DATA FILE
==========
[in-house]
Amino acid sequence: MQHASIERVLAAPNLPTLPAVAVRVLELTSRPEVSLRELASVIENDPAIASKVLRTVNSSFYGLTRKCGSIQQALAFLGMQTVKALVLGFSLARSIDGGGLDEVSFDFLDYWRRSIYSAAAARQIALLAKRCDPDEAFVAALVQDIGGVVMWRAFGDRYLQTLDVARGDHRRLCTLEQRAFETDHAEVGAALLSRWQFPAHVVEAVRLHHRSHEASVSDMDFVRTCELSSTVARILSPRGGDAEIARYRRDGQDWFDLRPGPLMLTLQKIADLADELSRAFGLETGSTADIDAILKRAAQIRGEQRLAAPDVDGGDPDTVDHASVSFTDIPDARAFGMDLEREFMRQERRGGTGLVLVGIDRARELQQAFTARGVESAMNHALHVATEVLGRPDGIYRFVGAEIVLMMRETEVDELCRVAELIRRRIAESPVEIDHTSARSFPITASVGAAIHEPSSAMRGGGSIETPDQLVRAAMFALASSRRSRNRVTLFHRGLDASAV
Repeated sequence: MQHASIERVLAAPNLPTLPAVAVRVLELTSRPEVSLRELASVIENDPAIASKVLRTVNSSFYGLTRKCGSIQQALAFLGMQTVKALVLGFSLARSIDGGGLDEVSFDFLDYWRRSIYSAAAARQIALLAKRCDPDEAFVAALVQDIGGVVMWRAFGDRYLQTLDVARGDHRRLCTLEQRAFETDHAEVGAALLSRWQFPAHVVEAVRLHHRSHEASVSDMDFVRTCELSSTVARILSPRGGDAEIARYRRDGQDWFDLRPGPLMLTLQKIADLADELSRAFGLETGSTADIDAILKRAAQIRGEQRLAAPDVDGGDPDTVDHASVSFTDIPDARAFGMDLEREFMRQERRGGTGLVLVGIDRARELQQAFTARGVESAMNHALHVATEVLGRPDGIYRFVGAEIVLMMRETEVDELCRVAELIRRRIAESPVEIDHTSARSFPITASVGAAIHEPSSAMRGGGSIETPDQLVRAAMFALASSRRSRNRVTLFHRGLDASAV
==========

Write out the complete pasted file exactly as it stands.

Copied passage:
[in-house]
Amino acid sequence: MQHASIERVLAAPNLPTLPAVAVRVLELTSRPEVSLRELASVIENDPAIASKVLRTVNSSFYGLTRKCGSIQQALAFLGMQTVKALVLGFSLARSIDGGGLDEVSFDFLDYWRRSIYSAAAARQIALLAKRCDPDEAFVAALVQDIGGVVMWRAFGDRYLQTLDVARGDHRRLCTLEQRAFETDHAEVGAALLSRWQFPAHVVEAVRLHHRSHEASVSDMDFVRTCELSSTVARILSPRGGDAEIARYRRDGQDWFDLRPGPLMLTLQKIADLADELSRAFGLETGSTADIDAILKRAAQIRGEQRLAAPDVDGGDPDTVDHASVSFTDIPDARAFGMDLEREFMRQERRGGTGLVLVGIDRARELQQAFTARGVESAMNHALHVATEVLGRPDGIYRFVGAEIVLMMRETEVDELCRVAELIRRRIAESPVEIDHTSARSFPITASVGAAIHEPSSAMRGGGSIETPDQLVRAAMFALASSRRSRNRVTLFHRGLDASAV
Repeated sequence: MQHASIERVLAAPNLPTLPAVAVRVLELTSRPEVSLRELASVIENDPAIASKVLRTVNSSFYGLTRKCGSIQQALAFLGMQTVKALVLGFSLARSIDGGGLDEVSFDFLDYWRRSIYSAAAARQIALLAKRCDPDEAFVAALVQDIGGVVMWRAFGDRYLQTLDVARGDHRRLCTLEQRAFETDHAEVGAALLSRWQFPAHVVEAVRLHHRSHEASVSDMDFVRTCELSSTVARILSPRGGDAEIARYRRDGQDWFDLRPGPLMLTLQKIADLADELSRAFGLETGSTADIDAILKRAAQIRGEQRLAAPDVDGGDPDTVDHASVSFTDIPDARAFGMDLEREFMRQERRGGTGLVLVGIDRARELQQAFTARGVESAMNHALHVATEVLGRPDGIYRFVGAEIVLMMRETEVDELCRVAELIRRRIAESPVEIDHTSARSFPITASVGAAIHEPSSAMRGGGSIETPDQLVRAAMFALASSRRSRNRVTLFHRGLDASAV